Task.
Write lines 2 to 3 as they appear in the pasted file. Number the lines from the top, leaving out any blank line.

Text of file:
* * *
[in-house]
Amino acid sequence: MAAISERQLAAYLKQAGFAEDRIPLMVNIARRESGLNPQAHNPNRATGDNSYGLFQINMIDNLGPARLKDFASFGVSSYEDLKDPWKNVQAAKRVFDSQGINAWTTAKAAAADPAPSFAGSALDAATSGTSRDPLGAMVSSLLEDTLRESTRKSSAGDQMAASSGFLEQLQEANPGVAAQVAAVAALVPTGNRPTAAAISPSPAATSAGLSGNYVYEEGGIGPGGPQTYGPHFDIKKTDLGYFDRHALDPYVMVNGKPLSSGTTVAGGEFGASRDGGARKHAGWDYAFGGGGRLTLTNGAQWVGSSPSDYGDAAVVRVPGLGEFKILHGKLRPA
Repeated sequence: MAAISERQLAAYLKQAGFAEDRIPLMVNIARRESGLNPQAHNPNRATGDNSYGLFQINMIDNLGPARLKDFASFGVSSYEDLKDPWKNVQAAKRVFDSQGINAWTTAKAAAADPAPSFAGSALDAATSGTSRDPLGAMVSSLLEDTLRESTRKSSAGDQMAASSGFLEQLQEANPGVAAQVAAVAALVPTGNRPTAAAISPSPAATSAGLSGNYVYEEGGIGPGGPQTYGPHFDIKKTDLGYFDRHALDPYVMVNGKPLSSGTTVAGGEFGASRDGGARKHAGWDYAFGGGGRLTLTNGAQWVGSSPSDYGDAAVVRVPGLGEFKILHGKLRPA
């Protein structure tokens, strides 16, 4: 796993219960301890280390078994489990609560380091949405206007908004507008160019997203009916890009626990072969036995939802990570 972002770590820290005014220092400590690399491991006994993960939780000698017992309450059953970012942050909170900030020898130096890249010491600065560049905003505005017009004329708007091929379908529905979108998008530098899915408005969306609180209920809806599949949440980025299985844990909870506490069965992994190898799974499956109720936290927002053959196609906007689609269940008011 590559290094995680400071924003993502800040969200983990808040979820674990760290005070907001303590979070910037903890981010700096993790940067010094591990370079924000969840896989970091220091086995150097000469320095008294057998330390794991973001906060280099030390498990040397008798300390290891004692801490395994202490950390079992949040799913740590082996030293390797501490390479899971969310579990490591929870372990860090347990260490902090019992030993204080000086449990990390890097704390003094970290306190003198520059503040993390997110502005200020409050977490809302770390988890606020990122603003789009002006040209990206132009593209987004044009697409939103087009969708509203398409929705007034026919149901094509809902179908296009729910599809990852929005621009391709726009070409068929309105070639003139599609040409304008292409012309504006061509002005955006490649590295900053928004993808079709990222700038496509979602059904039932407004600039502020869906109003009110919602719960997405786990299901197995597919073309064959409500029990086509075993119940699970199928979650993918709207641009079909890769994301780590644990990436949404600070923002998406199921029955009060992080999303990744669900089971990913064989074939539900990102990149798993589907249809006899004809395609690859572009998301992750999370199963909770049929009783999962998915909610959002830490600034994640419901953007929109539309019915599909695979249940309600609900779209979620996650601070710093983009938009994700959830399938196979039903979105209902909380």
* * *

Amino acid sequence: MAAISERQLAAYLKQAGFAEDRIPLMVNIARRESGLNPQAHNPNRATGDNSYGLFQINMIDNLGPARLKDFASFGVSSYEDLKDPWKNVQAAKRVFDSQGINAWTTAKAAAADPAPSFAGSALDAATSGTSRDPLGAMVSSLLEDTLRESTRKSSAGDQMAASSGFLEQLQEANPGVAAQVAAVAALVPTGNRPTAAAISPSPAATSAGLSGNYVYEEGGIGPGGPQTYGPHFDIKKTDLGYFDRHALDPYVMVNGKPLSSGTTVAGGEFGASRDGGARKHAGWDYAFGGGGRLTLTNGAQWVGSSPSDYGDAAVVRVPGLGEFKILHGKLRPA
Repeated sequence: MAAISERQLAAYLKQAGFAEDRIPLMVNIARRESGLNPQAHNPNRATGDNSYGLFQINMIDNLGPARLKDFASFGVSSYEDLKDPWKNVQAAKRVFDSQGINAWTTAKAAAADPAPSFAGSALDAATSGTSRDPLGAMVSSLLEDTLRESTRKSSAGDQMAASSGFLEQLQEANPGVAAQVAAVAALVPTGNRPTAAAISPSPAATSAGLSGNYVYEEGGIGPGGPQTYGPHFDIKKTDLGYFDRHALDPYVMVNGKPLSSGTTVAGGEFGASRDGGARKHAGWDYAFGGGGRLTLTNGAQWVGSSPSDYGDAAVVRVPGLGEFKILHGKLRPA